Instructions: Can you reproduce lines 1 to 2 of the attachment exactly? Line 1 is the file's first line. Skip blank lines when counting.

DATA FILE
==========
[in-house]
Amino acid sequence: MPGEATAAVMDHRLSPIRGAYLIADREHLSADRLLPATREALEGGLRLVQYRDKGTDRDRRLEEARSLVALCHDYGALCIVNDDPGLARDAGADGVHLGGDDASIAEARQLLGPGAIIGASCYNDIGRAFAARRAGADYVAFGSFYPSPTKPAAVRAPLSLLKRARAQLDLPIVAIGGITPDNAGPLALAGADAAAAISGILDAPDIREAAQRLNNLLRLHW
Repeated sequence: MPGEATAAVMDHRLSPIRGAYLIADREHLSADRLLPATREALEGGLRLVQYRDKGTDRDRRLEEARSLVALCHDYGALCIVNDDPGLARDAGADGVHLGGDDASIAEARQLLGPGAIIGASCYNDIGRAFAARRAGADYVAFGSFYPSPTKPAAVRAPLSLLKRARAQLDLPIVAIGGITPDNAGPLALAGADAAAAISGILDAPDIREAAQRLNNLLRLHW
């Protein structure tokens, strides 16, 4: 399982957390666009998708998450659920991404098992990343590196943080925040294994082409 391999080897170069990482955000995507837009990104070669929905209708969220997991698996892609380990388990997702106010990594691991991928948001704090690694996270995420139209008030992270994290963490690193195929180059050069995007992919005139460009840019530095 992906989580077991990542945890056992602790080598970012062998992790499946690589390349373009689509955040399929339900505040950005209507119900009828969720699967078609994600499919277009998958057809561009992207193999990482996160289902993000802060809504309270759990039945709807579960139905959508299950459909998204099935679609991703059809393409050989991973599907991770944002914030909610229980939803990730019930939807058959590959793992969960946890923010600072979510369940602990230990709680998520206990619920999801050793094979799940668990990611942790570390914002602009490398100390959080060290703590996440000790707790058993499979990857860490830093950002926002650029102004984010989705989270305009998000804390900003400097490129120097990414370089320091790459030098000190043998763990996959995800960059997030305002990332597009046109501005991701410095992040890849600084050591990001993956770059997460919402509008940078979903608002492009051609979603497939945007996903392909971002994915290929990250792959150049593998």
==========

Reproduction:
[in-house]
Amino acid sequence: MPGEATAAVMDHRLSPIRGAYLIADREHLSADRLLPATREALEGGLRLVQYRDKGTDRDRRLEEARSLVALCHDYGALCIVNDDPGLARDAGADGVHLGGDDASIAEARQLLGPGAIIGASCYNDIGRAFAARRAGADYVAFGSFYPSPTKPAAVRAPLSLLKRARAQLDLPIVAIGGITPDNAGPLALAGADAAAAISGILDAPDIREAAQRLNNLLRLHW